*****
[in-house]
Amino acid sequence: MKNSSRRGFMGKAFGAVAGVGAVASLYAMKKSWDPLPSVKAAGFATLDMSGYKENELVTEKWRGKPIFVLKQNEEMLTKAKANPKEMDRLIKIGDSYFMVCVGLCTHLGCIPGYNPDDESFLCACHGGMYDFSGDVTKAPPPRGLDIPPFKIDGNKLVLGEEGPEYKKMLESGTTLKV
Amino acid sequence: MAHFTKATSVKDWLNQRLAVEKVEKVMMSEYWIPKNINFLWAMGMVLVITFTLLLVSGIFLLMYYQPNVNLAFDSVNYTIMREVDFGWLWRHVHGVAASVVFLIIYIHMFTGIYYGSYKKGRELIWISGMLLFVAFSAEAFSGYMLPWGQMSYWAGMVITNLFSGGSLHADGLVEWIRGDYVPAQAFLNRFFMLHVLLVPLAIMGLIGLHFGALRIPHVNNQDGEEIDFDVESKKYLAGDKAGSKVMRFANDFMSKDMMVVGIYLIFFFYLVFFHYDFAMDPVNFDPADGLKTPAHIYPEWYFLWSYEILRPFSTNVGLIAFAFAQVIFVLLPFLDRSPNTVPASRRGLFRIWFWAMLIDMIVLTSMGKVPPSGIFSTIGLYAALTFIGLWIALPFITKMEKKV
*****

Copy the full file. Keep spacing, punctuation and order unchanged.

[in-house]
Amino acid sequence: MKNSSRRGFMGKAFGAVAGVGAVASLYAMKKSWDPLPSVKAAGFATLDMSGYKENELVTEKWRGKPIFVLKQNEEMLTKAKANPKEMDRLIKIGDSYFMVCVGLCTHLGCIPGYNPDDESFLCACHGGMYDFSGDVTKAPPPRGLDIPPFKIDGNKLVLGEEGPEYKKMLESGTTLKV
Amino acid sequence: MAHFTKATSVKDWLNQRLAVEKVEKVMMSEYWIPKNINFLWAMGMVLVITFTLLLVSGIFLLMYYQPNVNLAFDSVNYTIMREVDFGWLWRHVHGVAASVVFLIIYIHMFTGIYYGSYKKGRELIWISGMLLFVAFSAEAFSGYMLPWGQMSYWAGMVITNLFSGGSLHADGLVEWIRGDYVPAQAFLNRFFMLHVLLVPLAIMGLIGLHFGALRIPHVNNQDGEEIDFDVESKKYLAGDKAGSKVMRFANDFMSKDMMVVGIYLIFFFYLVFFHYDFAMDPVNFDPADGLKTPAHIYPEWYFLWSYEILRPFSTNVGLIAFAFAQVIFVLLPFLDRSPNTVPASRRGLFRIWFWAMLIDMIVLTSMGKVPPSGIFSTIGLYAALTFIGLWIALPFITKMEKKV